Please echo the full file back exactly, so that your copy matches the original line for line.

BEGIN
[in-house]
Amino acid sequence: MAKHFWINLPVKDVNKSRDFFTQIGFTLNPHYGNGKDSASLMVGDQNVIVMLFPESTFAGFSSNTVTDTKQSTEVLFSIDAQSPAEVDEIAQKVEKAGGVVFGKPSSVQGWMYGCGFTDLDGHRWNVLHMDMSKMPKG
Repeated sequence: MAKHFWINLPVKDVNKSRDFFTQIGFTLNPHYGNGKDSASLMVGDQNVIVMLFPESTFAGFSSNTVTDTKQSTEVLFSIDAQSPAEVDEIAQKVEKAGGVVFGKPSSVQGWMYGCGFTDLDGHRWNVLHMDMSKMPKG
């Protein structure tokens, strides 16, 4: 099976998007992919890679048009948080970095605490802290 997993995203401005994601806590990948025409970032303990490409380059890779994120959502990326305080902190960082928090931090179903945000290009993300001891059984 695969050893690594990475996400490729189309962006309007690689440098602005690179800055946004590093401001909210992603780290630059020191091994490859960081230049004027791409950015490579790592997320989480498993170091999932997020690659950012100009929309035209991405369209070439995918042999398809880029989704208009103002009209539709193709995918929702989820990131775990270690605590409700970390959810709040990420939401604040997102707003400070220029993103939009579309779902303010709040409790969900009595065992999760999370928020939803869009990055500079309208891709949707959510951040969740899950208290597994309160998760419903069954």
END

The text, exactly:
[in-house]
Amino acid sequence: MAKHFWINLPVKDVNKSRDFFTQIGFTLNPHYGNGKDSASLMVGDQNVIVMLFPESTFAGFSSNTVTDTKQSTEVLFSIDAQSPAEVDEIAQKVEKAGGVVFGKPSSVQGWMYGCGFTDLDGHRWNVLHMDMSKMPKG
Repeated sequence: MAKHFWINLPVKDVNKSRDFFTQIGFTLNPHYGNGKDSASLMVGDQNVIVMLFPESTFAGFSSNTVTDTKQSTEVLFSIDAQSPAEVDEIAQKVEKAGGVVFGKPSSVQGWMYGCGFTDLDGHRWNVLHMDMSKMPKG
């Protein structure tokens, strides 16, 4: 099976998007992919890679048009948080970095605490802290 997993995203401005994601806590990948025409970032303990490409380059890779994120959502990326305080902190960082928090931090179903945000290009993300001891059984 695969050893690594990475996400490729189309962006309007690689440098602005690179800055946004590093401001909210992603780290630059020191091994490859960081230049004027791409950015490579790592997320989480498993170091999932997020690659950012100009929309035209991405369209070439995918042999398809880029989704208009103002009209539709193709995918929702989820990131775990270690605590409700970390959810709040990420939401604040997102707003400070220029993103939009579309779902303010709040409790969900009595065992999760999370928020939803869009990055500079309208891709949707959510951040969740899950208290597994309160998760419903069954």